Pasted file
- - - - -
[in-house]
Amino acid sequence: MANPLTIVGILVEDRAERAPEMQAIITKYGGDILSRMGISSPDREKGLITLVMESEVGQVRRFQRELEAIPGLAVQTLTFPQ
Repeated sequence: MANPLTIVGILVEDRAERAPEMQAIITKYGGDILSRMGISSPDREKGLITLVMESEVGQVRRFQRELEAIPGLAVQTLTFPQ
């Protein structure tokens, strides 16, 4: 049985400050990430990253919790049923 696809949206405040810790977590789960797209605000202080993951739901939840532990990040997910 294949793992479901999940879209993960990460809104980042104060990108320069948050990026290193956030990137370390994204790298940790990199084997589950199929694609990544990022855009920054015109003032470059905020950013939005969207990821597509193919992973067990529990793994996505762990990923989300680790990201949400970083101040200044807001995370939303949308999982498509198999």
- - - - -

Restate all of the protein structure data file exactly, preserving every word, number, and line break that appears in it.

[in-house]
Amino acid sequence: MANPLTIVGILVEDRAERAPEMQAIITKYGGDILSRMGISSPDREKGLITLVMESEVGQVRRFQRELEAIPGLAVQTLTFPQ
Repeated sequence: MANPLTIVGILVEDRAERAPEMQAIITKYGGDILSRMGISSPDREKGLITLVMESEVGQVRRFQRELEAIPGLAVQTLTFPQ
């Protein structure tokens, strides 16, 4: 049985400050990430990253919790049923 696809949206405040810790977590789960797209605000202080993951739901939840532990990040997910 294949793992479901999940879209993960990460809104980042104060990108320069948050990026290193956030990137370390994204790298940790990199084997589950199929694609990544990022855009920054015109003032470059905020950013939005969207990821597509193919992973067990529990793994996505762990990923989300680790990201949400970083101040200044807001995370939303949308999982498509198999």